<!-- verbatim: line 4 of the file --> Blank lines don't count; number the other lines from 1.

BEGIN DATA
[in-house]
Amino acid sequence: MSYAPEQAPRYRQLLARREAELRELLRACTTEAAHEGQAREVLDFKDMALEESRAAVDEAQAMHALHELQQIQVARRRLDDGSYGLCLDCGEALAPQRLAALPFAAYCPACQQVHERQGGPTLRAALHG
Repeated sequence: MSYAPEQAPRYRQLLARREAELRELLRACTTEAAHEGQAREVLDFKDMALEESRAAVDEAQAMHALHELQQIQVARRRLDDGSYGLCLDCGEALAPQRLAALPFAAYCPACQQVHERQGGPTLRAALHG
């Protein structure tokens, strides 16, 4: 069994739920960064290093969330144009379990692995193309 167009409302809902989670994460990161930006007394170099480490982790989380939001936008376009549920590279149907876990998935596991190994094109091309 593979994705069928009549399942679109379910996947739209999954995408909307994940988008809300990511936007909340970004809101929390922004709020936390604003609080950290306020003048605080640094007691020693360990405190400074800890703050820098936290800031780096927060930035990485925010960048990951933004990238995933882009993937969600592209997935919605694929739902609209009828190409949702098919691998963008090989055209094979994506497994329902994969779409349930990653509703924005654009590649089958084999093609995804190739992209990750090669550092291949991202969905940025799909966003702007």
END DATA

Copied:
């Protein structure tokens, strides 16, 4: 069994739920960064290093969330144009379990692995193309 167009409302809902989670994460990161930006007394170099480490982790989380939001936008376009549920590279149907876990998935596991190994094109091309 593979994705069928009549399942679109379910996947739209999954995408909307994940988008809300990511936007909340970004809101929390922004709020936390604003609080950290306020003048605080640094007691020693360990405190400074800890703050820098936290800031780096927060930035990485925010960048990951933004990238995933882009993937969600592209997935919605694929739902609209009828190409949702098919691998963008090989055209094979994506497994329902994969779409349930990653509703924005654009590649089958084999093609995804190739992209990750090669550092291949991202969905940025799909966003702007």